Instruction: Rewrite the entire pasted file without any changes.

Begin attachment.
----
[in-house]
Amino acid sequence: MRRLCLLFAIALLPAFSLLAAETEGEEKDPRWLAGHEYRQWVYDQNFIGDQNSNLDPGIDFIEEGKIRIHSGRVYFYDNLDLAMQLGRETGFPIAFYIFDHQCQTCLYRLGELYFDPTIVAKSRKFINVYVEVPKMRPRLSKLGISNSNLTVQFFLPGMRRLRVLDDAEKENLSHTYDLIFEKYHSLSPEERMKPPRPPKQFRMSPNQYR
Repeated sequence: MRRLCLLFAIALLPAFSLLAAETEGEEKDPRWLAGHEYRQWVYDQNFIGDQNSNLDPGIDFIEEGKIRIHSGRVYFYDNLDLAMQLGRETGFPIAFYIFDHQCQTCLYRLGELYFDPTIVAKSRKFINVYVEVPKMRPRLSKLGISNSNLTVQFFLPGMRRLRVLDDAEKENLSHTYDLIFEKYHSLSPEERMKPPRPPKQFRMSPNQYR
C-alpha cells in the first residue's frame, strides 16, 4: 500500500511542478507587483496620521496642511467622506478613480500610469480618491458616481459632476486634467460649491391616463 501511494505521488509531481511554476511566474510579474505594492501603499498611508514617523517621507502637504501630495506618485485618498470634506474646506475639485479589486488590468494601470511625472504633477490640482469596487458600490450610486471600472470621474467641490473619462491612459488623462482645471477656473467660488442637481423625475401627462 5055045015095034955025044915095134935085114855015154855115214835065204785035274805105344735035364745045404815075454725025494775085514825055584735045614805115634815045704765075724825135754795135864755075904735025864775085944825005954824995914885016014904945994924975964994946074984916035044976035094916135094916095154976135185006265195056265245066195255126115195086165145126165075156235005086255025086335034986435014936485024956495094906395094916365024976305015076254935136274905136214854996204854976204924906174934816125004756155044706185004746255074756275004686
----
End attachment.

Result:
[in-house]
Amino acid sequence: MRRLCLLFAIALLPAFSLLAAETEGEEKDPRWLAGHEYRQWVYDQNFIGDQNSNLDPGIDFIEEGKIRIHSGRVYFYDNLDLAMQLGRETGFPIAFYIFDHQCQTCLYRLGELYFDPTIVAKSRKFINVYVEVPKMRPRLSKLGISNSNLTVQFFLPGMRRLRVLDDAEKENLSHTYDLIFEKYHSLSPEERMKPPRPPKQFRMSPNQYR
Repeated sequence: MRRLCLLFAIALLPAFSLLAAETEGEEKDPRWLAGHEYRQWVYDQNFIGDQNSNLDPGIDFIEEGKIRIHSGRVYFYDNLDLAMQLGRETGFPIAFYIFDHQCQTCLYRLGELYFDPTIVAKSRKFINVYVEVPKMRPRLSKLGISNSNLTVQFFLPGMRRLRVLDDAEKENLSHTYDLIFEKYHSLSPEERMKPPRPPKQFRMSPNQYR
C-alpha cells in the first residue's frame, strides 16, 4: 500500500511542478507587483496620521496642511467622506478613480500610469480618491458616481459632476486634467460649491391616463 501511494505521488509531481511554476511566474510579474505594492501603499498611508514617523517621507502637504501630495506618485485618498470634506474646506475639485479589486488590468494601470511625472504633477490640482469596487458600490450610486471600472470621474467641490473619462491612459488623462482645471477656473467660488442637481423625475401627462 5055045015095034955025044915095134935085114855015154855115214835065204785035274805105344735035364745045404815075454725025494775085514825055584735045614805115634815045704765075724825135754795135864755075904735025864775085944825005954824995914885016014904945994924975964994946074984916035044976035094916135094916095154976135185006265195056265245066195255126115195086165145126165075156235005086255025086335034986435014936485024956495094906395094916365024976305015076254935136274905136214854996204854976204924906174934816125004756155044706185004746255074756275004686